|Solid Gold tomatoes hang in long clusters|
I was attracted to Solid Gold because I wanted both a change of pace from the Sweet 100 and Sungold cherry varieties I’d grown in recent years and also a variety that wouldn’t crack after every shower or rain, as Sweet 100 and Sungold usually do.
The Tomato Growers Supply Co. catalog description of Solid Gold seemed just what I was searching for: “Clusters of one-inch long, golden yellow grape tomatoes appear in great numbers through an impressively long-growing season. This plant just seems never to give up! In our trials, it was the first tomato to ripen and the last one to stop producing. The tomatoes are very crack-resistant and once harvested have a long shelf life while retaining their delicious, sweet taste.”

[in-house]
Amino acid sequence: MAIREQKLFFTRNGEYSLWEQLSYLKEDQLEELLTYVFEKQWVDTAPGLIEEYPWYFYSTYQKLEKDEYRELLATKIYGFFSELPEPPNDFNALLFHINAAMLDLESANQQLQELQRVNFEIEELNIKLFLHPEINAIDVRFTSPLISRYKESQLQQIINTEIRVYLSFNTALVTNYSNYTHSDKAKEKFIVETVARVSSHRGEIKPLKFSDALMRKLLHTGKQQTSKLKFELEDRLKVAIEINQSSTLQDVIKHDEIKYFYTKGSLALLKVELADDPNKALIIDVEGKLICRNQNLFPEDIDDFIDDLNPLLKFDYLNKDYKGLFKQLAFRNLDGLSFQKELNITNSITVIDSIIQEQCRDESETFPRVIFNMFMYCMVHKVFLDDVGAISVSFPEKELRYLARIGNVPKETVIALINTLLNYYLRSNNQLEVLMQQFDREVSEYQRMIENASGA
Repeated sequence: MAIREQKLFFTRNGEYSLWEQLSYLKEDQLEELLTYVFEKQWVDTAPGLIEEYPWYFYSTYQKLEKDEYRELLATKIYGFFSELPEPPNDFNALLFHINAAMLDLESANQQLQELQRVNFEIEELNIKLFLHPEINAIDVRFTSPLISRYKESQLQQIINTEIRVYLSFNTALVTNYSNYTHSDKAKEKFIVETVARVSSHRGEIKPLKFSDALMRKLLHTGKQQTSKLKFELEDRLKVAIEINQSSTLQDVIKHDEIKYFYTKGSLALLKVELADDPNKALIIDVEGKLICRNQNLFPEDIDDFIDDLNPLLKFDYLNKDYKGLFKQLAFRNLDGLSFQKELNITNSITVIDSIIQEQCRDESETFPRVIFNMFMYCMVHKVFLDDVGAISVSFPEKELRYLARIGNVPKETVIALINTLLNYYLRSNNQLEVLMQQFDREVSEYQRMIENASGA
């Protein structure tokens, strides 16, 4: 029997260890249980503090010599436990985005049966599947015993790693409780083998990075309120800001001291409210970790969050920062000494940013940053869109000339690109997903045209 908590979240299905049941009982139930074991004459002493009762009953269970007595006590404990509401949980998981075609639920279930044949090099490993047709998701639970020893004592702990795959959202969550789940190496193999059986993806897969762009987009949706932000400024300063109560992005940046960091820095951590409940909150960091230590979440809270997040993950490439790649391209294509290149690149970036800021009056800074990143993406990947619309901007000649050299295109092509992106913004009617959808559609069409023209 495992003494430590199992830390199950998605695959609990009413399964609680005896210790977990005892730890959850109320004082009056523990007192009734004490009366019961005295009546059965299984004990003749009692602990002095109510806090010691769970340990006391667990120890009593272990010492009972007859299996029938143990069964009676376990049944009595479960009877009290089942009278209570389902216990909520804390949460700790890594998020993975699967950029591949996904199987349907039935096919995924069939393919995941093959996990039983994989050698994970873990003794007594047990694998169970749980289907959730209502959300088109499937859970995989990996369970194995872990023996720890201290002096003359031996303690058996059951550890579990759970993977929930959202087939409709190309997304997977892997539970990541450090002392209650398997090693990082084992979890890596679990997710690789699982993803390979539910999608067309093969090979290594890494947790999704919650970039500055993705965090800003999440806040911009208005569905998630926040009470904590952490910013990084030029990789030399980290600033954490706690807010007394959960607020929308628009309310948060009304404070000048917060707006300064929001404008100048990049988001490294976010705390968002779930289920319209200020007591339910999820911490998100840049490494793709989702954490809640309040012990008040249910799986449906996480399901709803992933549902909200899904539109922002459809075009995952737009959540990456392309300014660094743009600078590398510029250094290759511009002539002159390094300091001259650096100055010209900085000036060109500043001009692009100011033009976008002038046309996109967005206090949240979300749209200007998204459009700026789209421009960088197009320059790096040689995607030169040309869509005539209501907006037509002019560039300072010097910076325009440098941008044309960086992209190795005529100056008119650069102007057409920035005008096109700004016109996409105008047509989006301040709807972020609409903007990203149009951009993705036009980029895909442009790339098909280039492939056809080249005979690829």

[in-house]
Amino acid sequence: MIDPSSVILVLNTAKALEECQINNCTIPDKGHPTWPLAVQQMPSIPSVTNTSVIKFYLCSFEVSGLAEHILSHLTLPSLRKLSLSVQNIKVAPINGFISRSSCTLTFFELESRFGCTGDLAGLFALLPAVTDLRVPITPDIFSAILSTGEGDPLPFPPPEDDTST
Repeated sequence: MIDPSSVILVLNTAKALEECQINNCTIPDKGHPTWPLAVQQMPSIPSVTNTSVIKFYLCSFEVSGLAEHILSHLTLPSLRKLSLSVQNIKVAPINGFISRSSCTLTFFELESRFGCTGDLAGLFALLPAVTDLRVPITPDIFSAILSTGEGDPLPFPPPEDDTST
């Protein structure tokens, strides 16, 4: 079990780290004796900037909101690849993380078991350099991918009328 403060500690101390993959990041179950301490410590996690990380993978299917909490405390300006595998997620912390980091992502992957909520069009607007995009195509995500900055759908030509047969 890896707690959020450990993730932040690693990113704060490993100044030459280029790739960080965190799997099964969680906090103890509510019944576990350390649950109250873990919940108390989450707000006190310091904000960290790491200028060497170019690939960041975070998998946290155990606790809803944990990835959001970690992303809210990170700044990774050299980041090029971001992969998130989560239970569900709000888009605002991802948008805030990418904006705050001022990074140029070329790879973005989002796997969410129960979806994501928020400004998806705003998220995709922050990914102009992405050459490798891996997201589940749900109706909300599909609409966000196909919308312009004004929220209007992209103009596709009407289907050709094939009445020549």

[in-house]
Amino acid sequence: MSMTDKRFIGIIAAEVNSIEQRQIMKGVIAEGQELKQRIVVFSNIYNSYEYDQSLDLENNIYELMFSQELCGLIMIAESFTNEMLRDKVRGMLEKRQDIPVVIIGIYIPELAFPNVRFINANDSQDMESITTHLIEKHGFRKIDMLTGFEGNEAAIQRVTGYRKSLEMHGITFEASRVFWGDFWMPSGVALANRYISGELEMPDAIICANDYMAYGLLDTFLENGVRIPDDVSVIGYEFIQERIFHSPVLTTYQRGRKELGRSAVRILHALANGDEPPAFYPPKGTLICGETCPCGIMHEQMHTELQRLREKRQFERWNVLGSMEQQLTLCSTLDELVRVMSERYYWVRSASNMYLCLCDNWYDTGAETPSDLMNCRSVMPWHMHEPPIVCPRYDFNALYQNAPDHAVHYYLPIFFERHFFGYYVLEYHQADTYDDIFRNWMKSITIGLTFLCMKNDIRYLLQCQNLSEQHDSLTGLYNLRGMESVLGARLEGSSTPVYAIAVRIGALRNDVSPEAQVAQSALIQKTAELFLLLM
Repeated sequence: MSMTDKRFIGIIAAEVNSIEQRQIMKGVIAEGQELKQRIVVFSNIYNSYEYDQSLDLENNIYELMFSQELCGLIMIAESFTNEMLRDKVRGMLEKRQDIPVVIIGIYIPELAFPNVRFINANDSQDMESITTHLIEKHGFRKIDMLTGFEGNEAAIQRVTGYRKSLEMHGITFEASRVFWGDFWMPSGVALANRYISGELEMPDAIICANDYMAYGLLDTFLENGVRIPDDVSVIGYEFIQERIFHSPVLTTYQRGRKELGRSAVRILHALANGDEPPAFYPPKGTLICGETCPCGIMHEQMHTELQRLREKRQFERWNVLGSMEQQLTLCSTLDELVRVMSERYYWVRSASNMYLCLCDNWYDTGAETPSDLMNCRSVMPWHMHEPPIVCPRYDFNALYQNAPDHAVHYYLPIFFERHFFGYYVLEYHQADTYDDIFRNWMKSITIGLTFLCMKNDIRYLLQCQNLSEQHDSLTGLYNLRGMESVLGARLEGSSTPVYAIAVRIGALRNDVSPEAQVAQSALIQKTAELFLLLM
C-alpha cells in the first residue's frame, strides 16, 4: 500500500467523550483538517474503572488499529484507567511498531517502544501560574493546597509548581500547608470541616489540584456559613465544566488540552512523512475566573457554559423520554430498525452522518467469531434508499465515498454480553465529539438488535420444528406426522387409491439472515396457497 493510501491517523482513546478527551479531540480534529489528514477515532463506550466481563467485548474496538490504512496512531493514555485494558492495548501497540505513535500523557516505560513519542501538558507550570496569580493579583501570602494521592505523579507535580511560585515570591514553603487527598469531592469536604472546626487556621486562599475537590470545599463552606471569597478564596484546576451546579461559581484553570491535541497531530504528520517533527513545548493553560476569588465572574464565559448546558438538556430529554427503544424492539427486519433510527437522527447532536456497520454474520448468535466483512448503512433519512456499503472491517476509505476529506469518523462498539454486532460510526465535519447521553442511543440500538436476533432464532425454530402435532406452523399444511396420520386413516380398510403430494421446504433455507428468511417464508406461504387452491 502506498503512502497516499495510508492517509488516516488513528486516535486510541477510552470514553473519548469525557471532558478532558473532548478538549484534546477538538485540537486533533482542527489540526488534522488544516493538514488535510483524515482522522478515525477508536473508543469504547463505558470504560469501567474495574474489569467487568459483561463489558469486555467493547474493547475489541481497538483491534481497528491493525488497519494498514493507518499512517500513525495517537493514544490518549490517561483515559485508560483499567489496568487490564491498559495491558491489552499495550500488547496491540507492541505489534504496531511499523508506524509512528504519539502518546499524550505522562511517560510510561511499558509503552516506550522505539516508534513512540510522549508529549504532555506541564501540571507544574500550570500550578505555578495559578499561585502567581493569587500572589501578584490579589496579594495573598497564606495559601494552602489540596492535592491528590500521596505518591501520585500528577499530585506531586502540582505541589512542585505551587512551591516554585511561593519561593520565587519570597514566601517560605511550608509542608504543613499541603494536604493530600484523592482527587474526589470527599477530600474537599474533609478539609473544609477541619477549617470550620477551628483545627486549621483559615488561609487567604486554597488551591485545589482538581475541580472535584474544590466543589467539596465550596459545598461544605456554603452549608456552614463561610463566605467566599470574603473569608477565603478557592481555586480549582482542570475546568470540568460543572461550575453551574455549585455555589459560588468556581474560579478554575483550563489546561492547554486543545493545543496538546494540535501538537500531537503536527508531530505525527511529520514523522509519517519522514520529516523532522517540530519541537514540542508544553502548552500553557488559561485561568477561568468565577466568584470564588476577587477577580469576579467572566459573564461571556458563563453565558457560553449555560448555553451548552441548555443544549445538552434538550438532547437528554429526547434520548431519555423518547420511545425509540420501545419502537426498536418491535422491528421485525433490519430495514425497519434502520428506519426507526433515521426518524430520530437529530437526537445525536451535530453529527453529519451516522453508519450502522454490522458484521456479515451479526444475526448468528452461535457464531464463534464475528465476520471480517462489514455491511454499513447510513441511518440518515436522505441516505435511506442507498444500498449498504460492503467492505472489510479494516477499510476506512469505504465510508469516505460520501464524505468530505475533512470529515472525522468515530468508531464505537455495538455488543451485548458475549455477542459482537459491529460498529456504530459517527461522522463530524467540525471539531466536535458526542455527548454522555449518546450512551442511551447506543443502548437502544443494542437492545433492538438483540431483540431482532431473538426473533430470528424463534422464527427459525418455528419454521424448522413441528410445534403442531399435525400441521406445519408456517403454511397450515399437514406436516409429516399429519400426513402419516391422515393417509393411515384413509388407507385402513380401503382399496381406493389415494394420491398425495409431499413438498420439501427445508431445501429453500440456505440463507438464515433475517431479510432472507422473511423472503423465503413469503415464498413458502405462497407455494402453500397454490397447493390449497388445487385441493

That description turned into reality in the Tomato Patch. I’ve been amazed at the many cascading clusters—most with 16 to 22 tomatoes—growing from the vigorous plants. The first tomato I picked this season was a Solid Gold, and they joined Juliets in the last colander of small tomatoes I picked before frost ended Tomato Patch 2013. Solid Gold did not crack early in season, but about 50% of the fruit did in the last month or so. Shelf-life seems eternal—well, almost—with Solid Gold fruits sitting on our kitchen counter for days sometimes without wrinkling or showing any signs of collapse. When fully ripe, Solid Gold is both sweet and tomatoey, but not candy-sweet like the smaller Sweet 100 and Sungold cherry varieties.
Bottom line: Solid Gold is a fine variety definitely worth a repeat next summer. It is my current favorite “snacker.” For Tomato Patch 2014 I’ll have to decide whether to plant Solid Gold again or return to the super-sweet Sungold.
|Solid Gold: Solid and semi-sweet snacker|